It’s March! That means spring days start to appear and people begin to dust off their garden tools and bikes. The first task many dive into is mulching garden beds. There are a lot of pros to mulching – keeping your soil moisture high, suppressing weeds and protecting sensitive plants from temperature extremes. There are, however, cons involved with mulching as well. If you mulch too thick, you might choke out desired plants and create areas for disease all while wasting time, money and resources.
Many places advise putting three inches of mulch down every spring; some say to apply more in fall as well. This is a lot of mulch! Three inches is a good target to shoot for, but keep in mind that not all of the mulch will decompose in a year, so the amount you need to apply will vary. Many times, a generous topdressing will accomplish what you are looking for.
At the Cultural Trail, my ultimate goal is to have as much plant coverage as possible, so I mulch very light (1-2” deep). This means that I have to monitor weeds more closely. However, over time it has also led to plants doubling and tripling in size, from less constrictive mulch and the increase in size shades out more weeds, so in effect we are accomplishing the same goals just with green leafed plants and not shredded trees. This concept is sometimes referred to as green mulching and is starting to become mainstream as it is greener, cheaper and lower maintenance.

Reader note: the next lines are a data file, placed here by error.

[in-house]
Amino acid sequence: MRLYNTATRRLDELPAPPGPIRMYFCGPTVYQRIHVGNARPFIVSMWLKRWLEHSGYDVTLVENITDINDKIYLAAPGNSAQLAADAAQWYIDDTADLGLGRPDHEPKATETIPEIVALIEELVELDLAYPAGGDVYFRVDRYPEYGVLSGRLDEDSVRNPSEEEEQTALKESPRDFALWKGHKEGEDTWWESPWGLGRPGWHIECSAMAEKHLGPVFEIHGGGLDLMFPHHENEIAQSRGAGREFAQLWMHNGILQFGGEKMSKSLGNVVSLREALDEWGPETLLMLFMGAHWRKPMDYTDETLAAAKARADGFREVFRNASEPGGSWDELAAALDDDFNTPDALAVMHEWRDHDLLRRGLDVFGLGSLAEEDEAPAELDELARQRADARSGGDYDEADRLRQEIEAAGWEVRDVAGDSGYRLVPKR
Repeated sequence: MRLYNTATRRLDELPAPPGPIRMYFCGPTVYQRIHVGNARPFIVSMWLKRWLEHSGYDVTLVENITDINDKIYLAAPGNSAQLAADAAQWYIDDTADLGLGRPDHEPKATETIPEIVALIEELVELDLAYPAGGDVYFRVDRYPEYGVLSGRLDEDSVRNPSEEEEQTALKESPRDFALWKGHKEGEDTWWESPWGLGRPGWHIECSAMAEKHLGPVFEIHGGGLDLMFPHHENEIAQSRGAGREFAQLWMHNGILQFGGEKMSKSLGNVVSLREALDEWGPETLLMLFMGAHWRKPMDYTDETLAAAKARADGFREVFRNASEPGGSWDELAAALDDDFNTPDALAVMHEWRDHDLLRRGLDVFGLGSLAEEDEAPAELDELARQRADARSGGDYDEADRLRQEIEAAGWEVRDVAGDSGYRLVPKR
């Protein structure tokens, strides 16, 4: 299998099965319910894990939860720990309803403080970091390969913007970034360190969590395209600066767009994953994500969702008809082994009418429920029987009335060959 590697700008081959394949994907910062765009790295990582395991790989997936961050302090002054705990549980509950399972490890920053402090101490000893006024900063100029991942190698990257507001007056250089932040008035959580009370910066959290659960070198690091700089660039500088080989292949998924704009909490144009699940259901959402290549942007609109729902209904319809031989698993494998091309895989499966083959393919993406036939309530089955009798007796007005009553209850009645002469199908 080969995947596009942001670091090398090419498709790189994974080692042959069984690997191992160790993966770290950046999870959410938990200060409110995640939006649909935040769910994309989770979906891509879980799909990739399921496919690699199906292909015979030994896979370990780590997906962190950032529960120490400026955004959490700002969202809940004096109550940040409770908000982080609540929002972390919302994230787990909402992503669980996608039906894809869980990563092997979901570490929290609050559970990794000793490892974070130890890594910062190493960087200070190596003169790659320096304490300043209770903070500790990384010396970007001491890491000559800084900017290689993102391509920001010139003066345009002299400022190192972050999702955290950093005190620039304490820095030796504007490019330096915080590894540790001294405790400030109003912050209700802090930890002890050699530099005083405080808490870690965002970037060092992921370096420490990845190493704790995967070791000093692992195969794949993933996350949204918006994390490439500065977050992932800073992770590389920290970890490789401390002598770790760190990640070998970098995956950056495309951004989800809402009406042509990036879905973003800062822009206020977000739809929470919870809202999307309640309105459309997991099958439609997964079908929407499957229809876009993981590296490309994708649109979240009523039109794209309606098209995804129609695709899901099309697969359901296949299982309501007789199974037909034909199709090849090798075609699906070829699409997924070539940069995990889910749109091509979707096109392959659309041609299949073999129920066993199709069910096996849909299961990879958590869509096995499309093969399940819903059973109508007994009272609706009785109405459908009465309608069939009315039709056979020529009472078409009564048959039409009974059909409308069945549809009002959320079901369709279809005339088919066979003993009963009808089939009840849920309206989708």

A few quick tips I have found to make the mulching process easier:
- Use pitchforks, preferably a 10-tine pitchfork, instead of shovels.
- Step out your square footage when trying to guess how much to buy.
- Pay for bulk delivery, rather than buying bags of mulch.
- If possible, use a two-wheeled wheelbarrow. They are more stable and are easier on my arms and back.
Here’s to a great 2022 growing season!
-Ethan Hochstein, Director of Horticulture and Landscape